Jill took an eight-year hiatus in her singing career to travel with her husband of eight years. He had the distinction of playing for both the Brooklyn Dodgers and the Pittsburgh Pirates, being part of both of the 1955 and 1960 World Series. After the death of the love of her life she made a comeback in her career.

She is survived by her only daughter and best friend, Clare Hoak (Greg Damjanovic) and numerous nieces, nephews and cousins. In addition to her parents, she was preceded in death by her husband, three brothers, Bernard, Dominic and Earl, and a sister, Alice Yockey. At her request, all services are private. Interment will take place at the family plot in Westview Cemetery, in Avonmore...

Saturday, April 10, 2021


J.O. Cole was the richest man in Indiana. His father had been a shoemaker, but J.O.--the initials stood for James Omar--went out to California during the Gold Rush and came back a wealthy man to Indiana, where he multiplied his wealth by way of timber and coal and other enterprises. J.O. married Rachel Henton, and when their daughter, Kate Cole, was born in 1862, nothing could be too good for J.O.'s girl. J.O. gave Kate expensive clothes, expensive tastes, and an expensive education that included music and dance.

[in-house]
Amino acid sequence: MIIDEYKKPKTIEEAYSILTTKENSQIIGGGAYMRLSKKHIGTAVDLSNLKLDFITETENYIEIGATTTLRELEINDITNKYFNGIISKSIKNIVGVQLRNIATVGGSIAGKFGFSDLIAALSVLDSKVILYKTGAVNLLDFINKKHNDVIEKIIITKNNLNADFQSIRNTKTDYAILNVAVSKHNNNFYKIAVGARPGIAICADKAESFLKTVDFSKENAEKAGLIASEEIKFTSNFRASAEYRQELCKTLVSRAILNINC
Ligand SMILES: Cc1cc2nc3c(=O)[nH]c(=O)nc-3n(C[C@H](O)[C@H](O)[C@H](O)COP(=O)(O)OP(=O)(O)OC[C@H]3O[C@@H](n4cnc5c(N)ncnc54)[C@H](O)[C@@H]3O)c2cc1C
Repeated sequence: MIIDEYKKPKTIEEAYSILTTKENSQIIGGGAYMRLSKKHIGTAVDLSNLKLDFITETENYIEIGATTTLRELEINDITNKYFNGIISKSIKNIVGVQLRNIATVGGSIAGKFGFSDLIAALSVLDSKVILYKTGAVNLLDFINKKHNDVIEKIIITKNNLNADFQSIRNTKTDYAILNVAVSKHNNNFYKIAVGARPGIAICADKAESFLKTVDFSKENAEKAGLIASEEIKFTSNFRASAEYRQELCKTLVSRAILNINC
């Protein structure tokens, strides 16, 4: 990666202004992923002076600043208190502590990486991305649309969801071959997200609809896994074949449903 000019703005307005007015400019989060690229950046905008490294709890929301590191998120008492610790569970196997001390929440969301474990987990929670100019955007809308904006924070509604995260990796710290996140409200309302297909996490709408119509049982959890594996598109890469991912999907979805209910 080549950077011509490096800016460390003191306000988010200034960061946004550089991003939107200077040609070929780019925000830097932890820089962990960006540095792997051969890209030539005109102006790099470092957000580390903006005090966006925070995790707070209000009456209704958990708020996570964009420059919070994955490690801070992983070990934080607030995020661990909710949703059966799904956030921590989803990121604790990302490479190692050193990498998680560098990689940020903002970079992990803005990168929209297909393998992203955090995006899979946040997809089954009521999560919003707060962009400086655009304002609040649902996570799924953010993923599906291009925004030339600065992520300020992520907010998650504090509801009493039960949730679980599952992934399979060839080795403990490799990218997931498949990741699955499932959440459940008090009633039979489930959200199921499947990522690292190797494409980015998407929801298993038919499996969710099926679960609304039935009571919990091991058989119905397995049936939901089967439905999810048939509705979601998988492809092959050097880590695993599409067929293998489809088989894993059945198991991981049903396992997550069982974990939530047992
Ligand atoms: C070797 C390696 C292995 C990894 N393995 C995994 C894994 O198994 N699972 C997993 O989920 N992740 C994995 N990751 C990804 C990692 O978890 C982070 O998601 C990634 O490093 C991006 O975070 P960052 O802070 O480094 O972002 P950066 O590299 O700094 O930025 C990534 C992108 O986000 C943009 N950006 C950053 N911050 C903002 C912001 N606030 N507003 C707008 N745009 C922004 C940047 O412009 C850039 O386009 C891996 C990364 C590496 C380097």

J.O. naturally expected his Kate to choose a husband from the ambitious world of high-powered businessmen, someone who could take over his financial empire if and when J.O. ever chose to let go of the reins. But Kate Cole had a mind of her own, and the husband she selected was Sam Porter, said to be a weak and ineffectual, although modestly successful, pharmacist from her hometown of Peru, Indiana. One can only speculate, but one can at least suspect that Kate was too much like her father to want to marry a man of her father's stamp, and instead deliberately chose a husband that shecould rule.

J.O. fumed and grumbled, but in the end Kate got her way, and J.O. paid first for the wedding and then for the expensive lifestyle of the wedded couple. And then, on June 9, 1891, in Peru, Indiana, Kate's son, J.O.'s grandson, was born, and they named him Cole Albert Porter.